Not long ago, Christine Hoff Kraemer, editor of the Pagan channel here at Patheos.com, published a book about Pagan theologies, or, more accurately, about being a day to day Pagan theologian. It’s called Seeking the Mystery, and for the next few weeks, I’ll be exploring my sense of place through its insights and suggested activities, one chapter at a time.
The first chapter gives a brief but thorough introduction to the language of theology – the “-isms” and belief systems that make up the sometimes unconscious foundations for our practices and the structure for our experiences. As Christine points out, many Pagans believe we don’t have beliefs, but it’s simply not possible to go through life without them.
In my childhood and teen days, as a Christian, I was an odd sort of monotheist. With the years of experience and knowledge I have now, I realise that I was a pantheist at heart – I believed that God was the sum total of the souls/Soul of the Universe. While it is very possible to remain within Christianity as a pantheist – especially in the kind of liberal church I attended – it was this realisation, along with the irrelevance to me of heaven and hell, that led me to seek spiritual fulfilment elsewhere.
Through years of exploration, and through study and ordination with One Spirit Interfaith Foundation, I finally uncovered the name for my experience of Spirit: Pagan Witchcraft, first in Reclaiming tradition, and then also in Anderson Faery tradition. I remained a pantheist, and also a monist. The mystical experiences of my youth and adult years have made too strong an impression on me for to be anywise else (experiences I used to attempt to sum up in the phrase “everything is everything”), but I was also opening to polytheism and animism.But something started to change fundamentally in my theology once I moved to Scotland. I often say I learnt more magic in my first year in Eskdalemuir than I have ever learned from books or workshops, before or since. And it was the profound shift which happened in my consciousness which made both the change and the learning possible.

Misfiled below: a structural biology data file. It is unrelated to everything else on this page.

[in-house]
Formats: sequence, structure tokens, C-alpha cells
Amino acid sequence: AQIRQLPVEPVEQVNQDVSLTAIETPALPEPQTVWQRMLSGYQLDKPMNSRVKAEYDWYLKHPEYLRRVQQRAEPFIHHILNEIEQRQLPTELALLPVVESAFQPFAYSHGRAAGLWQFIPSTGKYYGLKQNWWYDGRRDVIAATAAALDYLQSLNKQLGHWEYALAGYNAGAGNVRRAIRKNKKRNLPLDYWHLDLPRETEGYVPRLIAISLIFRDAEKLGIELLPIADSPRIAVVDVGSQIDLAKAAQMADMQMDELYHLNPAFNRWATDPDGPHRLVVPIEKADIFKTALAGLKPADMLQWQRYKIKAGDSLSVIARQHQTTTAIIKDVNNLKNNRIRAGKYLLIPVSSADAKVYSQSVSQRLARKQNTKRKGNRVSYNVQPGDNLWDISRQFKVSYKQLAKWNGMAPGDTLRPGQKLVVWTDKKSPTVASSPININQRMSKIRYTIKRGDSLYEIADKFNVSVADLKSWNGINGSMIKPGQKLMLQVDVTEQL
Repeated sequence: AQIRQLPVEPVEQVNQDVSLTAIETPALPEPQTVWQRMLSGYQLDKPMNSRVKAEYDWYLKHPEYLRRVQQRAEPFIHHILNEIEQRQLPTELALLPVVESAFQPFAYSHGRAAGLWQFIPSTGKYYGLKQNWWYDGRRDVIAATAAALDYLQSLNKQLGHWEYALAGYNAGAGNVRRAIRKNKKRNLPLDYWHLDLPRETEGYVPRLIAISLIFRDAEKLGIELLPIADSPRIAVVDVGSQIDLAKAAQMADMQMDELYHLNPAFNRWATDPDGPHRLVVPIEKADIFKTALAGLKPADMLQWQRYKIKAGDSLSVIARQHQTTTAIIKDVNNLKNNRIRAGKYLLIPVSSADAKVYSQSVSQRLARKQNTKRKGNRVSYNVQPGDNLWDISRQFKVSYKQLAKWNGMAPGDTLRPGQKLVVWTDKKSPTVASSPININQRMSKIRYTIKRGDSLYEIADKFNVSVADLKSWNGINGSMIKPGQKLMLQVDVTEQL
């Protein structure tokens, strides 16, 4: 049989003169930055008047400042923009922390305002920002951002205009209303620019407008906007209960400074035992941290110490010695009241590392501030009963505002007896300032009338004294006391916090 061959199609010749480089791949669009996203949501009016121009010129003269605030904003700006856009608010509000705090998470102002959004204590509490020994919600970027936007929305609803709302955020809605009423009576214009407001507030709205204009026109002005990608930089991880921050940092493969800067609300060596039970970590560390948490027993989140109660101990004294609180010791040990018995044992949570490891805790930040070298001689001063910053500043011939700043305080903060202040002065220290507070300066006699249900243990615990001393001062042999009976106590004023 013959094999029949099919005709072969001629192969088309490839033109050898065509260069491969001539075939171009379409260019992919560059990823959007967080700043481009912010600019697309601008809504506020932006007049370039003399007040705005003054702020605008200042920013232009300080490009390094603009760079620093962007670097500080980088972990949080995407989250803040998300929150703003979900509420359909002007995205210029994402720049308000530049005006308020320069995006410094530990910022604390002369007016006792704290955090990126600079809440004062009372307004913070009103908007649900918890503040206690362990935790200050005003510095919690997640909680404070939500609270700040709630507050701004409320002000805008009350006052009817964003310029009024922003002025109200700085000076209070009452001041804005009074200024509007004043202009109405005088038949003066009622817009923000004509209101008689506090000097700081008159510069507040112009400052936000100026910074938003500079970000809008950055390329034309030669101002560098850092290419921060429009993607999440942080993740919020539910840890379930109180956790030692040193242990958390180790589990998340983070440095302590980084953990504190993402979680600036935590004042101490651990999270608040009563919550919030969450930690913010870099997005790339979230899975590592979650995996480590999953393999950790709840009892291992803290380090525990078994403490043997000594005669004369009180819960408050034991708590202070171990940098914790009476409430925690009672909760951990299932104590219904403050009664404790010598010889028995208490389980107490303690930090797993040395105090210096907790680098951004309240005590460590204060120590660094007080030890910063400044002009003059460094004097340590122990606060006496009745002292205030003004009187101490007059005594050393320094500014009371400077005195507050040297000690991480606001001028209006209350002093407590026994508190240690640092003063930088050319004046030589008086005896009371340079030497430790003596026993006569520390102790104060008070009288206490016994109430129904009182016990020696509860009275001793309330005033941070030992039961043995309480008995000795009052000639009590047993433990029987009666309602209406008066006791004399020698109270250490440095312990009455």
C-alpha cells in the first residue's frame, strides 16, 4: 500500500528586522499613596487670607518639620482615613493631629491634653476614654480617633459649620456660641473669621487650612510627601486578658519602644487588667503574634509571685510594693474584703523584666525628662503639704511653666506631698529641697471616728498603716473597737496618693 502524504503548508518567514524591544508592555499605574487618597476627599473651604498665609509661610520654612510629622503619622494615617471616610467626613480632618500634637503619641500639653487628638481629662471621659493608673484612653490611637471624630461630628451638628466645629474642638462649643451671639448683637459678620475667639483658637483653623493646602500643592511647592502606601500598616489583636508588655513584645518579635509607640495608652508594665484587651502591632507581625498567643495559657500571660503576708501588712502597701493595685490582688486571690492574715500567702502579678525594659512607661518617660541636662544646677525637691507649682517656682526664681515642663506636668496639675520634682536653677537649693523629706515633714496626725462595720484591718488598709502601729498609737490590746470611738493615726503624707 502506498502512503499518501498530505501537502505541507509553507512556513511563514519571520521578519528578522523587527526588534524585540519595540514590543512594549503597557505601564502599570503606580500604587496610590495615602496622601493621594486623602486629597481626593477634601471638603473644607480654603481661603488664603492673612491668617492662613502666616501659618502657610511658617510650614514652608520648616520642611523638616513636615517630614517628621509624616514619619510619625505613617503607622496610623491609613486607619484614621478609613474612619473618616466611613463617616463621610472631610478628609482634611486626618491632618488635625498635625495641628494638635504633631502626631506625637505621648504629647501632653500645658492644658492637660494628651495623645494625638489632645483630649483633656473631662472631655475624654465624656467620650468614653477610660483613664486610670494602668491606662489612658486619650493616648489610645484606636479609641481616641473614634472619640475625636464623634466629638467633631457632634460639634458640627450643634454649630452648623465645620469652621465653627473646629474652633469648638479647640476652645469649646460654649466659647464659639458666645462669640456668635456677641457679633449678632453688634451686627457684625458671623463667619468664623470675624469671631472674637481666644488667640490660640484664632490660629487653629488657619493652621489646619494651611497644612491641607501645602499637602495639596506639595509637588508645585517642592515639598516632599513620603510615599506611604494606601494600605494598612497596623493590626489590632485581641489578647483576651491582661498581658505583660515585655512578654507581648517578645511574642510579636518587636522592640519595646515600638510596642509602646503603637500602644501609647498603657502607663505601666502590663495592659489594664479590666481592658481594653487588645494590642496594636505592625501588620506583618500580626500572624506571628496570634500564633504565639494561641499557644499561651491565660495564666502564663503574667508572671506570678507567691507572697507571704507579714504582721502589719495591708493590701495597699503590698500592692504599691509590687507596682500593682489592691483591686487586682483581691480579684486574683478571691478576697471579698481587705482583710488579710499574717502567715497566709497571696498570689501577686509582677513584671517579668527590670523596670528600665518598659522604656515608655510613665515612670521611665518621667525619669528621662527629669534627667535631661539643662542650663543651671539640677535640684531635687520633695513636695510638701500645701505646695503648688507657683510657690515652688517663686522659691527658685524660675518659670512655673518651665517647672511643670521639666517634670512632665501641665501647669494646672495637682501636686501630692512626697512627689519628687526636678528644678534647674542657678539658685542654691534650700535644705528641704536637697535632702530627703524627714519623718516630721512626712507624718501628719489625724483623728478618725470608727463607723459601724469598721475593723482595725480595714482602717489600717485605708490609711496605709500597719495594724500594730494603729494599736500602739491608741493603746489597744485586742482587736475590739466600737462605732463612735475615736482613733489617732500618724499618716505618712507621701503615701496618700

Because when I moved to this valley, the land and all of its inhabitants started talking to me – and I was ready to listen: to the earth and sun and sky; the dog violets and water avens and bluebells; the sallows and pines and alders; the waters and rocks; the birds; the Sidhe. And that changed everything.
I’m still technically a pantheist and a monist, as well as a polytheist and an animist. But most important to me now is to know the individuals around me – not to connect to the Spirit of Dog Violet, but to connect to this particular dog violet, as body, soul and spirit; not to connect to Bride, Queen of Summer, but to Bride as she lives and breathes in this landscape, and this micro-climate.
I don’t have a name for this theology, but I know it has deepened my spirituality, my magic, and my aliveness, beyond anything I could have thought possible before the move.
How about you? Have you found living in a place shifting your worldview?